By Stephen Yoch
We all think of George Washington as the old guy with wooden teeth and a powdered wig. (By the way, he didn’t wear a wig and his teeth were not made of wood.) But as a young man, Washington was America’s first “action hero.”
At age 21, Washington led an intrepid group of men across 250 miles of frozen wilderness to deliver a diplomatic pouch to the French demanding they leave the country. Upon Washington’s return, the Governor of Virginia ordered George to record his experiences. In a 7,000-word journal, the insightful young Washington identifies for the first time the confluence of the Ohio and Monongahela Rivers as an excellent location for a fort, noting that the land was “extremely well situated” with “absolute command of both rivers.” That location would become the French-built Fort Duquesne, later renamed by the Americans Fort Pitt, and ultimately, modern day Pittsburgh.
On his harrowing journey, Washington was forced to negotiate with hostile French, attacked by a rogue Indian in the aptly-named Murderingtown and almost drowned in the frozen Allegheny River. His journal was published throughout the Colonies and England and made him an instant celebrity. This renown led directly to his promotion as a lieutenant colonel in the Virginia militia.
By age 22, Washington was a full colonel in charge of the entire Virginia militia. In May 1754 he led a small party that attacked the French, starting the French and Indian War. With a bravado and the excitement of youth, he wrote his brother after the battle, “I fortunately escaped without a wound, though the right wing where I stood was exposed to and received all of the enemy’s fire and was the part where a man was killed and the rest wounded. I can, with truth assure you, I heard the bullets whistle and believe me there is something charming in the sound.” When this letter was published in London, King George quipped: “He would not say so, if he had been used to hear many.”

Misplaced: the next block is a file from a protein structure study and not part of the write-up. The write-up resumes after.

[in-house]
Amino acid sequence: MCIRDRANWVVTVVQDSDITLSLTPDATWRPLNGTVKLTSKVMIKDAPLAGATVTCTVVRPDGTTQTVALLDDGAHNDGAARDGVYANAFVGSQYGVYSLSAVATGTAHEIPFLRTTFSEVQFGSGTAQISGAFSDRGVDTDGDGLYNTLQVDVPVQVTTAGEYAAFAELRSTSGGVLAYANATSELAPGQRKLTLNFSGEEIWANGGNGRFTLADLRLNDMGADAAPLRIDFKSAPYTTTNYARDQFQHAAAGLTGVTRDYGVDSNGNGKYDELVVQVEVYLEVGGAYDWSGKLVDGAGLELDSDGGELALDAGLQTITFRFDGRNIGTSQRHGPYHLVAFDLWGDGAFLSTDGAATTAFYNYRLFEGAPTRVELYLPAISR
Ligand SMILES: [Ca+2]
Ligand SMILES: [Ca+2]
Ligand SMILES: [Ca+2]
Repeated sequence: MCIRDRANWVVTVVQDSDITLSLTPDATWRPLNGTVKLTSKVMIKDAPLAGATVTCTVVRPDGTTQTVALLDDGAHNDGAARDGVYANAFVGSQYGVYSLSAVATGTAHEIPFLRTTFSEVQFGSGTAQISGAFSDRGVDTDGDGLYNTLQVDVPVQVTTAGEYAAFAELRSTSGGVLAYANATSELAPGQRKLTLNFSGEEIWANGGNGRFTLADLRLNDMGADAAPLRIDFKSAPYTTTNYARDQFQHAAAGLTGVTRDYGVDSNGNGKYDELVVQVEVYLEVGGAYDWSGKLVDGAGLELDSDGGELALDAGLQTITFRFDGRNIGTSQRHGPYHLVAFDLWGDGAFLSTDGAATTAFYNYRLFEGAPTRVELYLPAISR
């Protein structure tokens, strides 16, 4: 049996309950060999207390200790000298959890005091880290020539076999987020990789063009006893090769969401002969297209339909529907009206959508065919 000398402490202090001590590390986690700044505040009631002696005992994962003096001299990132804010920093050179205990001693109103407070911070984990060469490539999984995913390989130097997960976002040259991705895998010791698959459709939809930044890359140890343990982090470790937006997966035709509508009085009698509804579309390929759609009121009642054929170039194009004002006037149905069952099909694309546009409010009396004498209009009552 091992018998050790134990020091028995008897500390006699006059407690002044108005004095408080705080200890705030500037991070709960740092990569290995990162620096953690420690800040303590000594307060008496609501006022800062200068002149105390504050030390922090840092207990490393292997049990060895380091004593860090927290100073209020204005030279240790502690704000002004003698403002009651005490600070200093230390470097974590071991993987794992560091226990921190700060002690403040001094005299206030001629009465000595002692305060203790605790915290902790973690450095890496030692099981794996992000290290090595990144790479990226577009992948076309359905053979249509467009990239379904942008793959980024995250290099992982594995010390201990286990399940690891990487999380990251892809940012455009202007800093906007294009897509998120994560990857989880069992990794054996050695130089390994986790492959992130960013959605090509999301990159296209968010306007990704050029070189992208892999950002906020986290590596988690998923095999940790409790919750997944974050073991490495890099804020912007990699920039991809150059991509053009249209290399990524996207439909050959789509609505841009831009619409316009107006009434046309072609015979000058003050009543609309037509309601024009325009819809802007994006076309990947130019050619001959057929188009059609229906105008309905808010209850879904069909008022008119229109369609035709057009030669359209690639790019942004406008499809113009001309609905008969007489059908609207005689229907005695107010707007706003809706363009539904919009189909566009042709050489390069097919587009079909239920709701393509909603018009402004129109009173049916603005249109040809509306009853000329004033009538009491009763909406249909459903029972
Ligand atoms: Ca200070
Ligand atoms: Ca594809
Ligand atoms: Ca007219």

A year later, Washington would fight and survive a battle in which the British General Braddock’s army was almost completely annihilated. Washington remained steadfast and brave throughout, making him one of the most famous men in America. Writing to his brother after the battle, Washington emphasized how close he came to death, “I take this early opportunity of contradicting [accounts of my death] and of assuring you that I [am still in the land] of the living by the miraculous care of providence, that protected me beyond all human expectation . . . I had four bullets through my coat and two horses shot from under and yet escaped unhurt.”
Washington would continue to lead his men for four more years through the recapture of Fort Duquesne from the French. At the end of the war, upon taking his seat in the House of Burgess in Virginia, a unanimous resolution honoring him was passed that said, “Thanks of the House be given to George Washington, Esq. a member of this House, late Colonel of the First Virginia Regiment, for his faithful services to His Majesty and this Colony, and for his brave and steady behavior, from the first encroachments and hostilities of the French and their Indians, to his resignation, after the happy reduction of Fort Duquesne.”
Washington’s reputation and bravery as our first “action hero” would cement his national reputation and make him the logical choice to lead the Revolution two decades later.